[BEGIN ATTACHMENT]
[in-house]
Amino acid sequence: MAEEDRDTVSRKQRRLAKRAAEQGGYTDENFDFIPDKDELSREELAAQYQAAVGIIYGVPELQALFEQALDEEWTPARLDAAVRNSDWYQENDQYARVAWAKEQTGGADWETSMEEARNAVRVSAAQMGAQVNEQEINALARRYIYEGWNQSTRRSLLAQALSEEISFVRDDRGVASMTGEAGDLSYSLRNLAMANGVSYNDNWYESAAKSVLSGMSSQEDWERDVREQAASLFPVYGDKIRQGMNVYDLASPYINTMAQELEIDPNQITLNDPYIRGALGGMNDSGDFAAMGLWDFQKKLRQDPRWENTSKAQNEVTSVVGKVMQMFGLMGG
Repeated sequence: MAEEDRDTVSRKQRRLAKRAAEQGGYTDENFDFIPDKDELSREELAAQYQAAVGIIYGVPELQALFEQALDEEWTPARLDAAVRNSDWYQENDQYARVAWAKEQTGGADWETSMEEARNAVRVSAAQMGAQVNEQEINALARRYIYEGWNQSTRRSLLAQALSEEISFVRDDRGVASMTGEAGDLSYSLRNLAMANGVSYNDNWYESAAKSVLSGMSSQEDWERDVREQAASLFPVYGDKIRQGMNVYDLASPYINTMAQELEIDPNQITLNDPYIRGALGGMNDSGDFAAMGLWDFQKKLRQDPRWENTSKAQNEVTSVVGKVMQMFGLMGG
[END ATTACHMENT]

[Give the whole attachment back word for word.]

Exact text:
[in-house]
Amino acid sequence: MAEEDRDTVSRKQRRLAKRAAEQGGYTDENFDFIPDKDELSREELAAQYQAAVGIIYGVPELQALFEQALDEEWTPARLDAAVRNSDWYQENDQYARVAWAKEQTGGADWETSMEEARNAVRVSAAQMGAQVNEQEINALARRYIYEGWNQSTRRSLLAQALSEEISFVRDDRGVASMTGEAGDLSYSLRNLAMANGVSYNDNWYESAAKSVLSGMSSQEDWERDVREQAASLFPVYGDKIRQGMNVYDLASPYINTMAQELEIDPNQITLNDPYIRGALGGMNDSGDFAAMGLWDFQKKLRQDPRWENTSKAQNEVTSVVGKVMQMFGLMGG
Repeated sequence: MAEEDRDTVSRKQRRLAKRAAEQGGYTDENFDFIPDKDELSREELAAQYQAAVGIIYGVPELQALFEQALDEEWTPARLDAAVRNSDWYQENDQYARVAWAKEQTGGADWETSMEEARNAVRVSAAQMGAQVNEQEINALARRYIYEGWNQSTRRSLLAQALSEEISFVRDDRGVASMTGEAGDLSYSLRNLAMANGVSYNDNWYESAAKSVLSGMSSQEDWERDVREQAASLFPVYGDKIRQGMNVYDLASPYINTMAQELEIDPNQITLNDPYIRGALGGMNDSGDFAAMGLWDFQKKLRQDPRWENTSKAQNEVTSVVGKVMQMFGLMGG